The Future of Justification for the Rest of Us

Not everyone should read John Piper’s new book on justification. Some readers—perhaps those already aware of N. T. Wright and the New Perspective on Paul (NPP)—will want to read The Future of Justification from cover to cover. But not everyone.

In his most recent book, Piper engages Wright on academic turf. Are you familiar with 4QMMT? Or Ed Sanders and Jimmy Dunn? Most Christians don’t need to be. If you haven’t heard of the NPP, that’s fine. It’s a discussion that started among those with a very different view of the Bible than most evangelicals. Your good doctrine may have kept you out of this fray. And much of this book may be unhelpful to you in your context.

But if you’re in that category and you still want a taste of what Piper’s been working on the last couple years, here’s a plan for how to make the most of The Future of Justification:

  • Remember that you can read it free online (PDF).
  • Look at the table of contents. This will give you an overall picture of the book and a familiarity with it if you need to reference it in the future.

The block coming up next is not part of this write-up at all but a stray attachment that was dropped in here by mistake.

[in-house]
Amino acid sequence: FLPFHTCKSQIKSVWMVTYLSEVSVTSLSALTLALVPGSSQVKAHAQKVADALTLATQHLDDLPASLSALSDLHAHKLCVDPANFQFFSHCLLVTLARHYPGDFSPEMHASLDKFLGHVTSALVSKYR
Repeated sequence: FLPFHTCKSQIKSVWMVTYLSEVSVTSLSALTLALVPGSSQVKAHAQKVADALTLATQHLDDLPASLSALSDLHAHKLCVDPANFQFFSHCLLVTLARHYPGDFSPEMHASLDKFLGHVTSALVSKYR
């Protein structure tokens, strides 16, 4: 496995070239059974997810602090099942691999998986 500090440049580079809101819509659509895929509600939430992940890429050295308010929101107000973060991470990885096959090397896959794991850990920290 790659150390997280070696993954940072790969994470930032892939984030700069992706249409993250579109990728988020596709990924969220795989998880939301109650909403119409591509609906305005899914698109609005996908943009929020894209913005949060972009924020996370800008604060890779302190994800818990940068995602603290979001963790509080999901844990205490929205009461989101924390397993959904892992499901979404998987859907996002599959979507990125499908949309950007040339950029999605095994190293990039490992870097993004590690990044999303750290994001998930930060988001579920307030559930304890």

• Read the introduction. Here you’ll see what’s at stake in the book. This will prove especially helpful for those who’ve never heard of Wright.
  • Read chapter 11, entitled “That in Him We Might Become the Righteousness of God.” This chapter is Piper’s effort “to give biblical foundation to the doctrine of the imputation of God’s righteousness in Christ through faith alone, now and for eternity.” If you only read one section of the book, make it this chapter and the short concluding chapter that follows.
  • Browse the appendices to see if anything grabs your interest. These weren’t written to interact with Wright specifically, but they’re included “to give…wider understanding of justification and related exegetical issues.”

Don’t feel out of the loop or way behind if you haven’t heard of Wright and the NPP. You shouldn’t necessarily feel the need to familiarize yourself with them. But reading some of these key sections and chapters may help strengthen your theology of justification and ward off attacks on this precious doctrine when they come.

David Mathis (@davidcmathis) is executive editor at desiringGod.org and an elder at Bethlehem Baptist Church, Minneapolis. He has edited several books, including Thinking. Loving. Doing., Finish the Mission, and Acting the Miracle, and is co-author of How to Stay Christian in Seminary.